- Eric Jagielo: Hit .205/.305/.310 (83 wRC+) with a 30.5% strikeout rate in 111 Double-A games last year. I have no idea what happened to him. Jagielo was not picked in the Rule 5 Draft over the winter and he didn’t get a non-roster invite to camp this year. He also didn’t rank among MLB.com’s top 30 Reds prospects.
- Tony Renda: Made his MLB debut late last year and went 11-for-60 (.183) in 32 games as a bench player. He has an interesting first hit story. Renda was outrighted off the 40-man roster over the winter and is in camp as a non-roster player.
- Caleb Cotham: Had a 7.40 ERA (4.87 FIP) in 24.1 innings last season before going down with a knee injury. Cotham announced his retirement earlier this month.
Yeah, not great. Maybe Jagielo figures it out and maybe Renda carves out a niche as a bench player, otherwise the Chapman trade is going to boil down to Davis for the Reds. If he turns into a decent mid-rotation starter, Cincinnati will probably come out ahead in the “add up the WAR” game, but yeah. Pretty much a disaster. They sold Chapman for pennies on the dollar. Pennies.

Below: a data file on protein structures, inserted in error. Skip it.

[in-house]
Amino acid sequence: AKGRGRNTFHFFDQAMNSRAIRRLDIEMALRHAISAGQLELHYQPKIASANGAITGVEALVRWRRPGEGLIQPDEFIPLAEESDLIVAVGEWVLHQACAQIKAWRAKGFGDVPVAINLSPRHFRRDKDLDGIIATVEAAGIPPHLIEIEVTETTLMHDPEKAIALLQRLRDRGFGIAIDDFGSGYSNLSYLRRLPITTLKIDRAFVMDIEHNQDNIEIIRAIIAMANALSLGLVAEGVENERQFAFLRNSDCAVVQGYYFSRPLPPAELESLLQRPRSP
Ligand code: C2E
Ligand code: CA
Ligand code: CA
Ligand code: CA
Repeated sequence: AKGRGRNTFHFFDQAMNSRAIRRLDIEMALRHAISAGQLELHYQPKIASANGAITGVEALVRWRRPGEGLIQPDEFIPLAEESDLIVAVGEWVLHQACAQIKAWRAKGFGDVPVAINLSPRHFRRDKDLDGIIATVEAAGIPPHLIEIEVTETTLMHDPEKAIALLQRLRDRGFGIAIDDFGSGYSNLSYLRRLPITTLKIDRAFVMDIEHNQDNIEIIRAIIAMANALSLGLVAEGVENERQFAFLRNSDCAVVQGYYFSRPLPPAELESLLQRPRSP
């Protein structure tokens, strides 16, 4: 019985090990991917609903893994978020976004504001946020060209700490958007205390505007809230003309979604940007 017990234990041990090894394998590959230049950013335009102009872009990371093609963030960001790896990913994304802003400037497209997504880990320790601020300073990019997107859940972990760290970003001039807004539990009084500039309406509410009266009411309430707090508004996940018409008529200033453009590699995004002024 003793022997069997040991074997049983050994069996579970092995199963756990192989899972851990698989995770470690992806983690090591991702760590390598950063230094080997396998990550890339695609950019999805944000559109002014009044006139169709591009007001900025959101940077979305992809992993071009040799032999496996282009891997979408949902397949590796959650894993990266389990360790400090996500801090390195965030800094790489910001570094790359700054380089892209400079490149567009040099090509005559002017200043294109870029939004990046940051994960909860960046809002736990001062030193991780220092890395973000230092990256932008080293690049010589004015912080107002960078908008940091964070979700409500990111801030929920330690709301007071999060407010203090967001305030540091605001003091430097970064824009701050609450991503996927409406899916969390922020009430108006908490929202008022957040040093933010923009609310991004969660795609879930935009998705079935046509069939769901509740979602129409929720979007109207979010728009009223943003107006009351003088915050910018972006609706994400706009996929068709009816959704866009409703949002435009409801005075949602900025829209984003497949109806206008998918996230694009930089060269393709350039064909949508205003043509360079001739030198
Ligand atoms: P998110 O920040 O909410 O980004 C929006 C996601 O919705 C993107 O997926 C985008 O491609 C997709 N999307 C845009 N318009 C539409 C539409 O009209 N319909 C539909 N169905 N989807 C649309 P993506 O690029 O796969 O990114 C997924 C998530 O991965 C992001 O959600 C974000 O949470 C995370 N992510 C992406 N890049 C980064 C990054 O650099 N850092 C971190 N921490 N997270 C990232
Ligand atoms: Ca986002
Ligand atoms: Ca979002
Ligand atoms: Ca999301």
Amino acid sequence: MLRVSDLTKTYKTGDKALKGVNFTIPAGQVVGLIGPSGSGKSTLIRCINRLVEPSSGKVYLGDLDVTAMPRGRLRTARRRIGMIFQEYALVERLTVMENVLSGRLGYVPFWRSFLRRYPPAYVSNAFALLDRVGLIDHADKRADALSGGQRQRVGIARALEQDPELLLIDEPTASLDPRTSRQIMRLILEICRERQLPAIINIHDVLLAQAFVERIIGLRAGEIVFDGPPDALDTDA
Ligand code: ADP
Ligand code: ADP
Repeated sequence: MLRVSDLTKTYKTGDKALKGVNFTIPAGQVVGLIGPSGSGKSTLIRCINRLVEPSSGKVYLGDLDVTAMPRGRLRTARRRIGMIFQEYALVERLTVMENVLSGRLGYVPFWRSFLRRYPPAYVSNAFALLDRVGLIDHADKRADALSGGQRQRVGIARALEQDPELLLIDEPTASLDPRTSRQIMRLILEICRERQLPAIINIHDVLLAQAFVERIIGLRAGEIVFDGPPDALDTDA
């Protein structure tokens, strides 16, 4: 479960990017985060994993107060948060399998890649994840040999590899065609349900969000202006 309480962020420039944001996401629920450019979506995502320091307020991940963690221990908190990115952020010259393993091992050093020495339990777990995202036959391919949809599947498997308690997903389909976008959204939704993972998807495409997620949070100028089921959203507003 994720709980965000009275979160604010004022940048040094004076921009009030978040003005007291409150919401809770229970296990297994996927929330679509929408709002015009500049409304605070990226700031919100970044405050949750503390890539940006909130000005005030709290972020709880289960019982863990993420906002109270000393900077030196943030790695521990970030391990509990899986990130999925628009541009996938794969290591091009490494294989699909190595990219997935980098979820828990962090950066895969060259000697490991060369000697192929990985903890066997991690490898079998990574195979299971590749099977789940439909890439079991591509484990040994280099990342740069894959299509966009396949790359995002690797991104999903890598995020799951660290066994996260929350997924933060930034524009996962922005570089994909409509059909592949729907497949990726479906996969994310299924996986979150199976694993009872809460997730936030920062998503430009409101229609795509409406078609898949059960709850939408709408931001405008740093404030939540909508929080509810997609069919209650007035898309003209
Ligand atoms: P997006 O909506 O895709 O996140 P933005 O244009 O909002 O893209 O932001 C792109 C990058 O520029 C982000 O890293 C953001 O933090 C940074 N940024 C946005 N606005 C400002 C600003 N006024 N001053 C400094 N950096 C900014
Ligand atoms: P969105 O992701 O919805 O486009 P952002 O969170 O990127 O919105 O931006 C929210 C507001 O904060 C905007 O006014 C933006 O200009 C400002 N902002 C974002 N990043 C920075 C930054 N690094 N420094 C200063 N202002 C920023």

As for the question, Jagielo and Renda definitely would not have made my top 30 list. Jagielo might not have made a top 50 list at this point. He was always a bat first guy with questionable defense, and if the bat is gone, he’s a non-prospect. Davis is a legitimate prospect and I would have had him in the top 30. Somewhere in the 19-22 range seems about right, alongside guys like Chad Green and Tyler Austin.
Ryan asks: Do the Yankees have any 60 Day DL candidates when the time comes they can put players on the DL? This could pave the way for a Wade to SS scenario. Thank you.
Gregorius and Austin. That’s it. As best I can tell, the first day teams were able to place players on the 60-day DL was February 14th, and Austin broke his foot on February 17th. Backdating the 60-day DL stint would still allow the Yankees to activate Austin as early as April 18th, so maybe that’s how they’ll make room on the 40-man roster for whoever needs to be added before Opening Day (Wade, Ernesto Frieri, Ruben Tejada, etc.).